From the ER Matt was transported to a hospital about 90 miles away where he could be in a neural ICU to discover just why exactly a perfectly healthy 39 year-old male randomly has a stroke. The first couple of days Loren and I spent our waking hours in ICU before he had to return to school. Then Devon and Cassidy came to spend two days with their dad after he had been sent from ICU to neuro-acute care for further tests upon test. After a week the doctors were still flummoxed but zeroing on Matt's kidneys as the culprits. I had to leave at the end of the week to return to work and a few days later a friend brought Matt home. The diagnosis: fibromuscular displasia. Turns out Matt's left kidney only gets about 40% of the blood it needs because his arteries leading to the kidney are a train wreck -either thickened, strung out or dead ending. This pisses off his blood thirsty kidney, it then releases a hormone that spikes his blood pressure, not usually too much of an issue unless you have the same condition in your carotid arteries and the increased BP rips through the vertebral artery, causes a bleed and then invites a stroke over for dinner. Yup. All in all a good answer to how a healthy young male starts flopping around on the floor with a stroke.

And so now? Now life is is different than before in ways I haven't the energy to write about quite yet. I will, so at least I'll be able to remember it all one day when perhaps this is sorted out and understood. But right now there appointments, CT scans, MRI's, a soon to be transfer to a teaching hospital in Denver where maybe the other four patients in Colorado's population who have the same disease will be. Hopefully the doctors there won't just scratch their heads, shrug their shoulders and say: "Sorry, nothing more we can do for you here. Good luck keeping that blood pressure down because that vertebral artery of yours doesn't have much left in her!"

Tuesday, January 4, 2011

One small breath at a time

There are spans of time when the weight of everyday life seems to be so much that I wonder if my vertebrae have what it takes to remain upright and functional. When I envision myself somewhat like a sardine in a can, my spine twisted and scattered hither and yon simply because I didn't have the get up and go to keep my shit together. Considering how out of whack life has been for the past six weeks I'm pleasantly surprised to find myself not a total basket case. Yes, at the end of the days the above mentioned backbone wants nothing to do with gravity and everything to do with a stiff shot of tequila and some horizontal memory foam. But compared to the trainwreack I can potentially be? I'm fierce stable.

There have been just a small handfull of crying-jag breakdowns. I have only lost my lost my cool with the children once, and though it was huge, it passed and we all got over our bad selves. My Ativan intake hasn't increased to Lindsay Lohan levels of scariness. Red wine intake is down, as is other alcohol related beverages. Really, I find myself rather cool with the entire situation. So much so that I am slightly suspicious of an anxiety attack, the likes of which could break California into the ocean, to creep up on me and say boo while I fall into a pile of spineless, blubbering cells.

Monday, January 3, 2011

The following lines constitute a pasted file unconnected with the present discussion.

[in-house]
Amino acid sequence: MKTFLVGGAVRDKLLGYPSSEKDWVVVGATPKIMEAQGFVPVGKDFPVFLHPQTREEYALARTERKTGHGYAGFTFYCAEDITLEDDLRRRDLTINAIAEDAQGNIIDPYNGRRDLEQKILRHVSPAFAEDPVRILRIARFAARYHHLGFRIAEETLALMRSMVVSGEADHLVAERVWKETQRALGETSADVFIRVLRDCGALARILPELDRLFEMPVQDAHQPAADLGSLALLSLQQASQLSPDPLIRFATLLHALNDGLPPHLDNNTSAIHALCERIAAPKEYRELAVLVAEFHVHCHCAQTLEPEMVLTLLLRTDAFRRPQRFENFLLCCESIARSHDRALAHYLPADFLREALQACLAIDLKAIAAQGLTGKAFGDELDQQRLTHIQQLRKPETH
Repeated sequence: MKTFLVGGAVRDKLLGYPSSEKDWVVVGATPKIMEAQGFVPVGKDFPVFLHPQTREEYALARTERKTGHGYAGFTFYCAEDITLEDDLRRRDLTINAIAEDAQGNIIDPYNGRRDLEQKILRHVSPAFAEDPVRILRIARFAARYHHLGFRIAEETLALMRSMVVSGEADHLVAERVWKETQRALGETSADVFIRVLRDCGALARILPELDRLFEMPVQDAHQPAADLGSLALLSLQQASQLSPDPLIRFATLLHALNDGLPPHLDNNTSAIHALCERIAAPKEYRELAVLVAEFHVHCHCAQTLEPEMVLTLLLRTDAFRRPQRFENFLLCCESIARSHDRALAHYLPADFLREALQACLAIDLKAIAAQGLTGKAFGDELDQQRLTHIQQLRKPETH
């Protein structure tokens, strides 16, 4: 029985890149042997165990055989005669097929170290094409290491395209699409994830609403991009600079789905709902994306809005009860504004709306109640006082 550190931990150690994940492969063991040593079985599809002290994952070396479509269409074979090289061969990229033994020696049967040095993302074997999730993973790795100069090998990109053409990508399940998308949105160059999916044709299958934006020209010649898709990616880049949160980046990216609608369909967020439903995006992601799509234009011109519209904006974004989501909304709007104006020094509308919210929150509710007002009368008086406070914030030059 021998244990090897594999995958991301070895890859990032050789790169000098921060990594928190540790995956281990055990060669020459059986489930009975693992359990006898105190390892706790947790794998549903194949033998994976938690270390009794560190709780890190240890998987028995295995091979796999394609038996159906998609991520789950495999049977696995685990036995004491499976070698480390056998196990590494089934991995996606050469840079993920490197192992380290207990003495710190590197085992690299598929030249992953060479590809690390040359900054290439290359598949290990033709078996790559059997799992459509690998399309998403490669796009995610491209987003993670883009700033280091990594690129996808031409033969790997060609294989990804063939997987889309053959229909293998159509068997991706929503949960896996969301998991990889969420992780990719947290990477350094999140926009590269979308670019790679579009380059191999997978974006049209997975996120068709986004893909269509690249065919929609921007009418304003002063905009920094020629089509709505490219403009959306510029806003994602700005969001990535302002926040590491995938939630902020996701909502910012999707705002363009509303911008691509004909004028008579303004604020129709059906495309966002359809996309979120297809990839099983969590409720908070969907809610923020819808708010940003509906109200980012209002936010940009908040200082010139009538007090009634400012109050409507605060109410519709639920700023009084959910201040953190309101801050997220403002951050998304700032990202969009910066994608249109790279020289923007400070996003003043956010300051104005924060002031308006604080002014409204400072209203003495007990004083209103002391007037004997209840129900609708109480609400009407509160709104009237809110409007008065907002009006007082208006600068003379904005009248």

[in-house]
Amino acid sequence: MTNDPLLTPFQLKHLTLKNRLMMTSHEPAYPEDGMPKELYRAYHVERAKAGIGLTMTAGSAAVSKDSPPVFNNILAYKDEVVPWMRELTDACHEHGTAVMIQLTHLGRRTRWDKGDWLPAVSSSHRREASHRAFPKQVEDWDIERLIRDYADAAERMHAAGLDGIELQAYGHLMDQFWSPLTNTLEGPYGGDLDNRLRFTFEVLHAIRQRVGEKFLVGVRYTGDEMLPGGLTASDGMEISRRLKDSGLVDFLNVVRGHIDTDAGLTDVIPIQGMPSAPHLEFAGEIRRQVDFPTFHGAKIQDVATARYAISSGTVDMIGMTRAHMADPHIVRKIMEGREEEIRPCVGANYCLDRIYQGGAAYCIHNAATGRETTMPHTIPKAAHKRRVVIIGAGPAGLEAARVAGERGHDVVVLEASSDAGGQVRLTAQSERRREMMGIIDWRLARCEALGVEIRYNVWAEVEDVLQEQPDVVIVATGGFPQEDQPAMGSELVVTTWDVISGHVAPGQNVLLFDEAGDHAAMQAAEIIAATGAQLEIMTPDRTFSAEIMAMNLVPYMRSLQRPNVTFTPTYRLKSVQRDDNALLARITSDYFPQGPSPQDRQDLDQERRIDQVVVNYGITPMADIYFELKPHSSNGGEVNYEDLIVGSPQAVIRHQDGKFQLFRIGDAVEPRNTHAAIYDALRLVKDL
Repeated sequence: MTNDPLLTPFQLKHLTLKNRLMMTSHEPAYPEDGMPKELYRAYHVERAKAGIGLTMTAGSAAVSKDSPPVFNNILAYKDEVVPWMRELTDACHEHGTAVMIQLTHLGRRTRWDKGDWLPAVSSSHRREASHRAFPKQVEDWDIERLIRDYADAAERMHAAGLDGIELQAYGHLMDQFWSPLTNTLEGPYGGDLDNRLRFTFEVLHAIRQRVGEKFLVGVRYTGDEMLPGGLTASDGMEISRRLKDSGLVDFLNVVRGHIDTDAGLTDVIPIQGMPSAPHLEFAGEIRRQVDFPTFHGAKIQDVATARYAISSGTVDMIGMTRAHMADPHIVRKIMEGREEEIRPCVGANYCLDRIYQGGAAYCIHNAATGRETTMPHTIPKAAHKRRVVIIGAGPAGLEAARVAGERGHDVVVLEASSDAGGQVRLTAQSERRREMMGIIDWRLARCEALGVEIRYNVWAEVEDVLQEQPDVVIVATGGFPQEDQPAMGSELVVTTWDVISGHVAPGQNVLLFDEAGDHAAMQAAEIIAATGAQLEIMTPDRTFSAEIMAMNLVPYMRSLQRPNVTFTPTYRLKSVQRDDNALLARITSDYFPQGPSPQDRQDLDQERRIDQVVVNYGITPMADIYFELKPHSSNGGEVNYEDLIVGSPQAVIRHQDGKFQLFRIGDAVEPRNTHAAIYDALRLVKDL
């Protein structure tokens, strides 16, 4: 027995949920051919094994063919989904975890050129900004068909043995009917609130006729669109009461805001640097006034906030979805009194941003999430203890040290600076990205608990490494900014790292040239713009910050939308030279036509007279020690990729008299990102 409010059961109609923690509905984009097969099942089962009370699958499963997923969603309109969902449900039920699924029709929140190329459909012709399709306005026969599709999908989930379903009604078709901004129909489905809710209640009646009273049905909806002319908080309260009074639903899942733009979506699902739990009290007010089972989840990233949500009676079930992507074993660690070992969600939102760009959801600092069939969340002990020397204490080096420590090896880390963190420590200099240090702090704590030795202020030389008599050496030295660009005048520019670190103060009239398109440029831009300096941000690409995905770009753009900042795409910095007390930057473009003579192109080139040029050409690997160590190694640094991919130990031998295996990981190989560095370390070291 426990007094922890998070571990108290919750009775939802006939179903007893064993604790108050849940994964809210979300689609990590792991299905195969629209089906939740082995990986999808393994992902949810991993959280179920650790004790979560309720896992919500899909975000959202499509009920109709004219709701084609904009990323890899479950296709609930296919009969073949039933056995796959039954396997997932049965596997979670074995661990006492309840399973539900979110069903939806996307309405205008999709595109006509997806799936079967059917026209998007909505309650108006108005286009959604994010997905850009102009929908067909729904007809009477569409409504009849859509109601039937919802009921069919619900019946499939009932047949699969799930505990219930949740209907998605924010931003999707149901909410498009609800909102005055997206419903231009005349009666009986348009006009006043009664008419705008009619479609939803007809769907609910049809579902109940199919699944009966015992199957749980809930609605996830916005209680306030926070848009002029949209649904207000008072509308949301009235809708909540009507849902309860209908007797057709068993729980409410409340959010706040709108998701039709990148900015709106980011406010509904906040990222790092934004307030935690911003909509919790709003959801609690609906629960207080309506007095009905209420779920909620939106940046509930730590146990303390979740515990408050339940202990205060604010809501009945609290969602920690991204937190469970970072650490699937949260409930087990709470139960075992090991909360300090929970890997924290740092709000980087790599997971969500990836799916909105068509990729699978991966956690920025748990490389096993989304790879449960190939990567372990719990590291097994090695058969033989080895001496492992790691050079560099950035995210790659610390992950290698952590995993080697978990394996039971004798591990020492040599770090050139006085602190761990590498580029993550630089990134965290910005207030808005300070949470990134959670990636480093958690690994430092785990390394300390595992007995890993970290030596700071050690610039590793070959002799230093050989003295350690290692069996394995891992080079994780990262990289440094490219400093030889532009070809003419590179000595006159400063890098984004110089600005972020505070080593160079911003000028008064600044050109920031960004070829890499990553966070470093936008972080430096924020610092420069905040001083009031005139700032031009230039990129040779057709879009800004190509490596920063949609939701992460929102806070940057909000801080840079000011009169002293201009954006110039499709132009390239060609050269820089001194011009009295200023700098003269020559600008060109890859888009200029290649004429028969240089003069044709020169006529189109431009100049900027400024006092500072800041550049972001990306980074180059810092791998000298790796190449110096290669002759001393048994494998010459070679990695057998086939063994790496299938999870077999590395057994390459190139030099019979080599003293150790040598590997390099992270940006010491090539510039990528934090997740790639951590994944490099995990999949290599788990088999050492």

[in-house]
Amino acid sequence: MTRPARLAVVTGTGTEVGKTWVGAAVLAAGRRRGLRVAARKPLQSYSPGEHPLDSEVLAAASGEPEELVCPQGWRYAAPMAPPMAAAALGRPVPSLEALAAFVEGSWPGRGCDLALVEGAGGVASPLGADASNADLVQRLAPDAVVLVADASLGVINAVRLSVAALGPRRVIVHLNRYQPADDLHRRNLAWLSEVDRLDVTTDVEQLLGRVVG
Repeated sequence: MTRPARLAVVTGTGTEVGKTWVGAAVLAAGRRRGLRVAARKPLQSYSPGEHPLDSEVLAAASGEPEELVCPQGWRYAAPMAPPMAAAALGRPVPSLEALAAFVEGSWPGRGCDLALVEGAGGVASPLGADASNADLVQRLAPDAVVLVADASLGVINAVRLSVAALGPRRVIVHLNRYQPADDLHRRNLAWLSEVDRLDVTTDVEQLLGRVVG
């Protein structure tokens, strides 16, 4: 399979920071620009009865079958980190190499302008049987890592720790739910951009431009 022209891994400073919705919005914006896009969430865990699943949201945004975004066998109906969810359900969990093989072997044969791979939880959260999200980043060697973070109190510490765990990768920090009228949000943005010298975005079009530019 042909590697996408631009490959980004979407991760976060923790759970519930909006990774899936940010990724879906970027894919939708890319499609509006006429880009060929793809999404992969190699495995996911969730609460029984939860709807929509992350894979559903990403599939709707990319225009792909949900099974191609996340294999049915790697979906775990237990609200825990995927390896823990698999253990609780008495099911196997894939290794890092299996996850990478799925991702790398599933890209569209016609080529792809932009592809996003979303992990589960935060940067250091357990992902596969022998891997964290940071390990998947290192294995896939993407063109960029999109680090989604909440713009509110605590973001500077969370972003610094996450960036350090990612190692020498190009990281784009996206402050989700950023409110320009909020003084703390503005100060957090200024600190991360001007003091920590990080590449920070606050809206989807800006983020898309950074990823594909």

Bring on the New Year!

Some new years I make, and break, resolutions. Other years I think about making resolutions, but knowing I will fall off the wagon of whatever it is I have pledged to stay on, I think better of the idea and go watch a movie while eating extra butter on my popcorn. This year is different though. I believe 2010 was one of discovering that I can accomplish things if I put my mind to it, so what the hell, in 2011 I'll say up front that I'm gonna write down some goals and stick to them.

The last 6 weeks have been out of control crazy. Right before Thanksgiving I got the call that my ex-husband had a stroke, yep 39 and in perfect health with a brain bleed. Who knew? Turns out after 10 days in the hospital he has a rare degenerative vascular disease, the extent to which we still don't know. So since his future is somewhat uncertain and I have (Very willingly) stepped into the role of caretaker I have hopes that my goals for this year can bring some structure to what has been a very free form environment as of late. So here goes:
  • BUDGET. Might be time to make one, write it down, be realistic and honest about it (no, I can't take my oil change allowance and switch it over to the wine category).
  • ORGANIZATION. I so suck at this. It's not uncommon for all the really valuable things, my cell phone, the one clean pair of panties I own, a fork or a spoon to be found amongst my bed covers. I know I'll end up there at some point during the day so why not keep all the good stuff there? No longer. I've got bins with dividers and the like, and by golly I'm-a gonna use 'em. Also under this category follows chores lists for the kids where if they don't do the work they get no allowance, this cleverly follows back to my first goal. I'm a thinker that way.
  • CREATIVITY. One of the things sadly lacking in my life for the past couple of years has been color. When I took up with the Texan, who ended up being a tacky, cheap ass bastard, I stopped painting, gluing, cutting and making pretties. All my extra time was spent on the phone listening to him. So now I'm going to earnestly open an ETSY shop and do it right. I've got the vision for the packaging and photos. Now all I need is some budgeting and organization to pull it all together.
  • BEING PRESENT. One of the side effects of being riddled with panic is that I tend to crawl up inside my head and curl up in the furrows of my brain, where everything is warm and dark and the only noise is that of heart beat, rather than be in the here and now. This sucks for the kids and makes me end up feeling guilty. Gotta stop this one. It's a crutch and although I really like that snuggly place of oblivion where no one can touch me, I'm going to brave the world.

That's about it. Those four are sort of broad but they are honest and leave little wiggle room for my usual bullshit of of avoiding reality. Here's to it....